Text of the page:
So please, stop asking me if I’m fluent. I’m not. And I’m cool with that.


P.S. I still have an uncanny knack for knowing when people are talking shit. It’s a gift and a curse LOL….


11 Pieces of Advice for Black Women Visiting Korea

Seoul, South Korea is known for many things. Samsung. K-pop. Kimchi. Super fast internet. Bomb-ass BBQ. Psy.

It is also well-known for its homogeneity and extreme expectations of beauty. Walking through the streets of Seoul, you will be surrounded by thin, fair-skinned Koreans, with straight, dyed hair. As someone who is melanin-rich, it’s safe to say that I definitely stand out in a crowd. Considering that I’m very far from the Korean standard (chocolate, thick, with big, natural hair), it only makes sense that I’d have some different experiences here in Korea.

Since I’ve gotten so many questions from Black women about things that they should expect during their trip (or move) to Seoul, I decided to make a quick list of some things you might experience while you’re here. So, here goes:

  • People are going to stare. A LOT. If you’re really lucky, you’ll even encounter the folks who stop, gasp, point, talk ish, and stare all at the same damn time.  At first, it’s extremely annoying and makes you feel uncomfortable as hell. But you’ll get used to it and/or find ways to deal with it. Sometimes I just stare right back. Yeah it’s awkward, but you’d be surprised how many people keep staring even though you’re looking right at them. Other times, I just imagine that they’re staring because I’m so beautiful and they can’t help themselves.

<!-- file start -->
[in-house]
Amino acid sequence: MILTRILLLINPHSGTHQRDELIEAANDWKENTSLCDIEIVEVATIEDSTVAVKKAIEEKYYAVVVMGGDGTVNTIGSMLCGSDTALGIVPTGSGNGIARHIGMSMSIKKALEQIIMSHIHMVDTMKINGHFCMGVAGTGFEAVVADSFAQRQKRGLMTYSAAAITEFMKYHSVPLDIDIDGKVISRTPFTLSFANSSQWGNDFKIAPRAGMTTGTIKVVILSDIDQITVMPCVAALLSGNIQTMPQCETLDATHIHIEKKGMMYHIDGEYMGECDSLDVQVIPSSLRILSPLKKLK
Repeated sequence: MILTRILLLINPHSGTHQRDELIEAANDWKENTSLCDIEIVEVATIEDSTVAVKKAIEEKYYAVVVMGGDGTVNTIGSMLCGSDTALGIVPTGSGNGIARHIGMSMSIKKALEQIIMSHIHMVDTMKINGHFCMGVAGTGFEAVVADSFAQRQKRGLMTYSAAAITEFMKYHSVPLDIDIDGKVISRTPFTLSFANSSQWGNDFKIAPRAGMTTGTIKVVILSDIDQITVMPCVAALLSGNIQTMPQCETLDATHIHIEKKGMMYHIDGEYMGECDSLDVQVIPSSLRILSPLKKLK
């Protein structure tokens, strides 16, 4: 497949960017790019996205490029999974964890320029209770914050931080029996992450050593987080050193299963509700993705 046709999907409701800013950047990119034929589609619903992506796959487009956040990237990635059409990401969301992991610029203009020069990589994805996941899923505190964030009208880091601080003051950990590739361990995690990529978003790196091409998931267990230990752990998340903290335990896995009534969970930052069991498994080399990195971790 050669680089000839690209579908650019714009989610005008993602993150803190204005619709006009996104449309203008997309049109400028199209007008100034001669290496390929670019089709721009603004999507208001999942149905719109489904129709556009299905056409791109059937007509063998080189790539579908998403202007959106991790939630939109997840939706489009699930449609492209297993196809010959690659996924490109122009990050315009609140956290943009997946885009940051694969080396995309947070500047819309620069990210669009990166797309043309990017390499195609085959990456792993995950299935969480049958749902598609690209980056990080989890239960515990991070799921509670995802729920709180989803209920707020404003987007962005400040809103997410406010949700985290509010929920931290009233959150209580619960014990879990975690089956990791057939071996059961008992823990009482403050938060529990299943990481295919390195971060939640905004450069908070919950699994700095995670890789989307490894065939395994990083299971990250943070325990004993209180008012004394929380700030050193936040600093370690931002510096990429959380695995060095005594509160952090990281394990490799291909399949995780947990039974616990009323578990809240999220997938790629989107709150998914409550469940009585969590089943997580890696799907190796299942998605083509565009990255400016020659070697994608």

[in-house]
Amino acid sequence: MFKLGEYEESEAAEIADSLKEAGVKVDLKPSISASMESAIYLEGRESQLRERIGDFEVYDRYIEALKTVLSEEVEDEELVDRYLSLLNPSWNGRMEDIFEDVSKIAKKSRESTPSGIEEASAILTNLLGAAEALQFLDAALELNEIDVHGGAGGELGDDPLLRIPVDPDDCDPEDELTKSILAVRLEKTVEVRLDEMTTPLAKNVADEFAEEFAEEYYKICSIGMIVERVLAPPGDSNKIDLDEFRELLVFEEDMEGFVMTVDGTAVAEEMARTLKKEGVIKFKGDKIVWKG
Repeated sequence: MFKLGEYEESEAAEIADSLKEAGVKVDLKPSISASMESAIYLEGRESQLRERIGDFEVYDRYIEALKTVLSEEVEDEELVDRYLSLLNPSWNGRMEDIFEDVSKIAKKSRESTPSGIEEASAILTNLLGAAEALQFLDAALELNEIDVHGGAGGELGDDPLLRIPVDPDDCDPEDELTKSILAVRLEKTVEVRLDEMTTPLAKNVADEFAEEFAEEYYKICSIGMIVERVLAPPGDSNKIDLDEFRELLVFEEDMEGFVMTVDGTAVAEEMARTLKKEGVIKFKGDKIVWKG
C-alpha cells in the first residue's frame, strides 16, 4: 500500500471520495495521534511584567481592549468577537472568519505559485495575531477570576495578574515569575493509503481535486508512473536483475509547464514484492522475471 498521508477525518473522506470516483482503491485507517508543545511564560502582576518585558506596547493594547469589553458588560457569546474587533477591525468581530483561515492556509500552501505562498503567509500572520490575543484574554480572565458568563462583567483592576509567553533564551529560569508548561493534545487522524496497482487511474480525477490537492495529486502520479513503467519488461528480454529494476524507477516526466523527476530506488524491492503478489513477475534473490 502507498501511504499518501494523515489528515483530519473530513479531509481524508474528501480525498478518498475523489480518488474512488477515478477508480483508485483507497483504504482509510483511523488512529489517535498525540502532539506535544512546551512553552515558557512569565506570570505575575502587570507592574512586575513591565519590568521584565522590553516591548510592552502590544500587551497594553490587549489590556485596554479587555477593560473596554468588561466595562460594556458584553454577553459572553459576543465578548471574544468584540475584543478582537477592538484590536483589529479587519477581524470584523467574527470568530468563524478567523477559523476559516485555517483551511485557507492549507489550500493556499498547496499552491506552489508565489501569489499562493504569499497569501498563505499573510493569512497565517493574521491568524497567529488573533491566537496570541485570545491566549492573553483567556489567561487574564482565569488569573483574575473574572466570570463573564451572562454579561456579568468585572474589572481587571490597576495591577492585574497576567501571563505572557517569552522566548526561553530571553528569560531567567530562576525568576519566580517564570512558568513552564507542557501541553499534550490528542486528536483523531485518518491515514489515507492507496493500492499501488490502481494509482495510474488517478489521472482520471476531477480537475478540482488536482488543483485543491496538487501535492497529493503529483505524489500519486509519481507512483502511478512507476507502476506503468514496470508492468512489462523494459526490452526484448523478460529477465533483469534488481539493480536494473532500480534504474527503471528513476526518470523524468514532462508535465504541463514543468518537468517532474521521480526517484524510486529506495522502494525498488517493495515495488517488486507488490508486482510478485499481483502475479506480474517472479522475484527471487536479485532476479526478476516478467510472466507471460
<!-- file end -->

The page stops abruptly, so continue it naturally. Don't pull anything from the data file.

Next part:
beyonce flawless on fleek hair flip slay

  • Random people may ask to take pictures with or of you. Don’t feel obliged to take one if you don’t want to. Usually, I’ll take one with them because it makes me feel like a celebrity. And, I usually pull my phone out as well so I can get a copy of the pic too. But if you’re not in the mood, politely decline and keep it moving.
  • If you’re natural or if you like to change your hair a lot, you will be asked about each hairstyle. People are genuinely curious, so use this as an opportunity to educate. It’s great that people are interested in your hair and want to know more about it. I remember spending almost an hour with my co-teacher watching natural hair videos on YouTube, and my students are always confused when I switch it up. I just tell them it’s the #blackgirlmagic.